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A PROTECTIVE THERAPY FOR VARICELLA, AND A CONSIDERATION OF ITS PATHOGENESIS

ALFRED F. HESS, M.D.; LESTER J. UNGER, M.D.
Am J Dis Child. 1918;16(1):34-38. doi:10.1001/archpedi.1918.01910130041005.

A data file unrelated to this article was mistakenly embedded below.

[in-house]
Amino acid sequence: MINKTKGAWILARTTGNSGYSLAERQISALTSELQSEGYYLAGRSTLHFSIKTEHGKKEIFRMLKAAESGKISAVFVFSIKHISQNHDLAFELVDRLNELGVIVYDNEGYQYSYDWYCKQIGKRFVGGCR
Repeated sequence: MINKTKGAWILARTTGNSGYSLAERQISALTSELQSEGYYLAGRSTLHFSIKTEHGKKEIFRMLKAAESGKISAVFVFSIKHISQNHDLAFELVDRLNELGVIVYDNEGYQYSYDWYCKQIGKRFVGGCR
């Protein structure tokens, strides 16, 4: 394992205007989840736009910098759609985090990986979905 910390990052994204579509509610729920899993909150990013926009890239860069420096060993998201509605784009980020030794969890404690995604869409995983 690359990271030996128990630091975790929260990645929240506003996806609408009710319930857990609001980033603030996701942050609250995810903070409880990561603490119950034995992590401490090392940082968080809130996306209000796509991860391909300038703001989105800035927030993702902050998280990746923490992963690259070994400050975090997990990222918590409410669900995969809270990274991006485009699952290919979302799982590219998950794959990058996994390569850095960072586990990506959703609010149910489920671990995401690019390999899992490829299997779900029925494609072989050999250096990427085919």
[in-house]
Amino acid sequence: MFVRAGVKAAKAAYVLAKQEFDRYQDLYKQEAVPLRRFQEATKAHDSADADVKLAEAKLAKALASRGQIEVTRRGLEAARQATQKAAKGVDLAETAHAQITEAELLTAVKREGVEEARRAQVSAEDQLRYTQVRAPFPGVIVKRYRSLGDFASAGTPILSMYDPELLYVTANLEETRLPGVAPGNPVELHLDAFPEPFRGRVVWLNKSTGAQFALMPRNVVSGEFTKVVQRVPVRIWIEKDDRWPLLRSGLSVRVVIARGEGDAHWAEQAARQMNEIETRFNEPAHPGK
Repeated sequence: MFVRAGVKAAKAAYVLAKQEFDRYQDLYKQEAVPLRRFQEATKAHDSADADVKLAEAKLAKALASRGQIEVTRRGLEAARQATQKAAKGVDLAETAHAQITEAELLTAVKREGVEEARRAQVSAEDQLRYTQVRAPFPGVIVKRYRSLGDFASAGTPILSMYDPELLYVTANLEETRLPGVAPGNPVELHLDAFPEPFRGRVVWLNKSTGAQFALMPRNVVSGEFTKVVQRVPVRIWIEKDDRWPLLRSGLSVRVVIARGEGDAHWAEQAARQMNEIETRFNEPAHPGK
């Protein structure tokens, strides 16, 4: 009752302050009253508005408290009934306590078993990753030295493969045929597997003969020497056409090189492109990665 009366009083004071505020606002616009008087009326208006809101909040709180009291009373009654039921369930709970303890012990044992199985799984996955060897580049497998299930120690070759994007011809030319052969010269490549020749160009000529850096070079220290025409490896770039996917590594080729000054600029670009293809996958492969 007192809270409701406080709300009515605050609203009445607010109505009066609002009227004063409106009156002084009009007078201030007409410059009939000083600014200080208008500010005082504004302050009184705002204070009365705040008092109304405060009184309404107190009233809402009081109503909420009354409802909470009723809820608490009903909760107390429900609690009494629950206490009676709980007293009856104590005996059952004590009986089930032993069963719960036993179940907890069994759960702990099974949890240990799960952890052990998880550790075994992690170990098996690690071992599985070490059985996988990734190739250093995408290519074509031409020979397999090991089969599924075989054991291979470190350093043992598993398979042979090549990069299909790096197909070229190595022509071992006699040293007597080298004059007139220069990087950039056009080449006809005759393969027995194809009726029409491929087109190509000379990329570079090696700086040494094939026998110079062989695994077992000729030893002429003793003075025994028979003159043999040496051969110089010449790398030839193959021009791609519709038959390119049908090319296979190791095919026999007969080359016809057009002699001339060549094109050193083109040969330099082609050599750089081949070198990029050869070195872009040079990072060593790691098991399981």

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As is well known, chickenpox is one of the very mildest of the infectious diseases to which children are subject. It possesses, however, considerable medical interest, as one of the group of diseases of unknown origin, and furthermore, because of its remarkable communicability. In the latter particular it is rivalled only by measles. In the Home for Hebrew Infants it has been our experience that in the course of an epidemic about three quarters of the younger children develop varicella, and about one half of those above 2 years of age. It spreads rapidly through the institution, progressing from ward to ward in an uncontrollable manner, frequently necessitating quarantine for a period of many months. Among children in private homes it possesses a serious pedagogic aspect, often disrupting the school sessions for long periods because of its widespread prevalence and long incubation period, which causes the infection to drag along

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